apple, car, gun


silicon, iron weight, steel, and apple wood. 


Excerpt from – Every Little Movement: A Book About Francois Delsarte – By Ted Shawn

Francoise Delsarte’s own definition of a trinity is this: The unity of three things, each of which is essential to the other two, each co-existing in time, co-penetrating in space, and co-operative in motion.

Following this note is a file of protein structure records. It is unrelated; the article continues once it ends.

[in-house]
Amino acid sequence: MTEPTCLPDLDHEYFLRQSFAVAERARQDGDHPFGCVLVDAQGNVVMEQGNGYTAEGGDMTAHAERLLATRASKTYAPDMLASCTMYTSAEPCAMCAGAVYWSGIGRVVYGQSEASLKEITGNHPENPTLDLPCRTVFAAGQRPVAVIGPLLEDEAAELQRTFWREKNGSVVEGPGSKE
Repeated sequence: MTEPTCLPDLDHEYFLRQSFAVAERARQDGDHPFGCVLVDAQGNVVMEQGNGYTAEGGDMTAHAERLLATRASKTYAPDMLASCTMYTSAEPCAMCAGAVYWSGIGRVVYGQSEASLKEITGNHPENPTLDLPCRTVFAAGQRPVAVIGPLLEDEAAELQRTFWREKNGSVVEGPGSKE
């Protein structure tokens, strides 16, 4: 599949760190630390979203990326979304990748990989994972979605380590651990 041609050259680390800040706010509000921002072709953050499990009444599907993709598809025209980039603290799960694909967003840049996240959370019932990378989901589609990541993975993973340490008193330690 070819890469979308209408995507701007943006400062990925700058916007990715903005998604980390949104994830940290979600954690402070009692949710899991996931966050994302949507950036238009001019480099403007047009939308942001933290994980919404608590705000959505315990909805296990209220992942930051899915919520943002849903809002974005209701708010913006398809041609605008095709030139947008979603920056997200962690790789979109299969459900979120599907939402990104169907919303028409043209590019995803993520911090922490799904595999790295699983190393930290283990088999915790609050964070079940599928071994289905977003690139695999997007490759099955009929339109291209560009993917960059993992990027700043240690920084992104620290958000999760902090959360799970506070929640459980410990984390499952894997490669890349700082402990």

In our own everyday life, we are familiar with many trinities: father, mother and child is a perfect example. For here the statement of anyone presupposes and necessitates the other two – just “man, woman, child” would not do, inasmuch as the man, the woman and the child might not be related in any way. An apple, gun and an automobile are three things, but not a trinity. We deal constantly with the concept that e

ach object has a center, and two opposite ends, or extremes.

Anatomical etching by Bernhard Siegfried Albinus (1697-1770) in the book – Albinus on Anatomy by Robert Beverly Hale and Terence Coyle.